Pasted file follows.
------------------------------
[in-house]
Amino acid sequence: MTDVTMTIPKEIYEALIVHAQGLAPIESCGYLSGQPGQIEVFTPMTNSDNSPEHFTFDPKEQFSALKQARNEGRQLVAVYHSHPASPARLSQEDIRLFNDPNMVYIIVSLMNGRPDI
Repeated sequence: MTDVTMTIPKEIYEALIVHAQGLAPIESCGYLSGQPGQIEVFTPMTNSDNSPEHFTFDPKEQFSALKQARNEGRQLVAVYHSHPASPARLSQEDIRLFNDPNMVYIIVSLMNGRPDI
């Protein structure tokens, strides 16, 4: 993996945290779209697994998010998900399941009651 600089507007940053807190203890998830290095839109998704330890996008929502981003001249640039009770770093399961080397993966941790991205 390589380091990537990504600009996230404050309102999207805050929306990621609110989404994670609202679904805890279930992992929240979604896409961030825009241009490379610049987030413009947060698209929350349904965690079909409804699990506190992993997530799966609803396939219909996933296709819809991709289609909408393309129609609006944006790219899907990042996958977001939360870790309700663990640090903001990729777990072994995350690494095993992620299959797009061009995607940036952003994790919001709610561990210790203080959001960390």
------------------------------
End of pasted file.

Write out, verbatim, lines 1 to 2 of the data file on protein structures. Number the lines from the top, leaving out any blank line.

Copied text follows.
[in-house]
Amino acid sequence: MTDVTMTIPKEIYEALIVHAQGLAPIESCGYLSGQPGQIEVFTPMTNSDNSPEHFTFDPKEQFSALKQARNEGRQLVAVYHSHPASPARLSQEDIRLFNDPNMVYIIVSLMNGRPDI